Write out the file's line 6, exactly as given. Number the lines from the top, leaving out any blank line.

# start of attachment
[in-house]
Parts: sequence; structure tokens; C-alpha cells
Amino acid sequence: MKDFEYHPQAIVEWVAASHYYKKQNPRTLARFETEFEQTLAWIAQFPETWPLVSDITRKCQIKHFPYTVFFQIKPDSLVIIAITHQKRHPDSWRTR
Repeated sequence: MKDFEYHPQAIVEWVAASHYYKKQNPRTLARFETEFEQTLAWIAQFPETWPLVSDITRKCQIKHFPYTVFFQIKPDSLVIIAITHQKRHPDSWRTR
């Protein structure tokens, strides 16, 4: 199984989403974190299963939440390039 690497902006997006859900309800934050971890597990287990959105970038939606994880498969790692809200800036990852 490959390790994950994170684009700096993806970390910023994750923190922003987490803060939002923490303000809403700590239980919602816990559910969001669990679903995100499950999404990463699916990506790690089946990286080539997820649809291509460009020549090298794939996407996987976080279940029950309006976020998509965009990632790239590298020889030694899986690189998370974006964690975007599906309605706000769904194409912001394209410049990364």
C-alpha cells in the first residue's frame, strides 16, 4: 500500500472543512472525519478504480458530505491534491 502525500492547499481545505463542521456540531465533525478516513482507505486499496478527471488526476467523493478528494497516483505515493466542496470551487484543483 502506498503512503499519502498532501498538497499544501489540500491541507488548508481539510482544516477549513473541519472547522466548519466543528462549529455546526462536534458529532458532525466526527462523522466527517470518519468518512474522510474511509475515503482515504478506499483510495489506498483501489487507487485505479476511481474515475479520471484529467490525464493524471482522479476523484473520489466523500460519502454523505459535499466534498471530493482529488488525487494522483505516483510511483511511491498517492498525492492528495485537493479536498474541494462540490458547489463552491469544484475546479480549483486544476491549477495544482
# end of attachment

C-alpha cells in the first residue's frame, strides 16, 4: 500500500472543512472525519478504480458530505491534491 502525500492547499481545505463542521456540531465533525478516513482507505486499496478527471488526476467523493478528494497516483505515493466542496470551487484543483 502506498503512503499519502498532501498538497499544501489540500491541507488548508481539510482544516477549513473541519472547522466548519466543528462549529455546526462536534458529532458532525466526527462523522466527517470518519468518512474522510474511509475515503482515504478506499483510495489506498483501489487507487485505479476511481474515475479520471484529467490525464493524471482522479476523484473520489466523500460519502454523505459535499466534498471530493482529488488525487494522483505516483510511483511511491498517492498525492492528495485537493479536498474541494462540490458547489463552491469544484475546479480549483486544476491549477495544482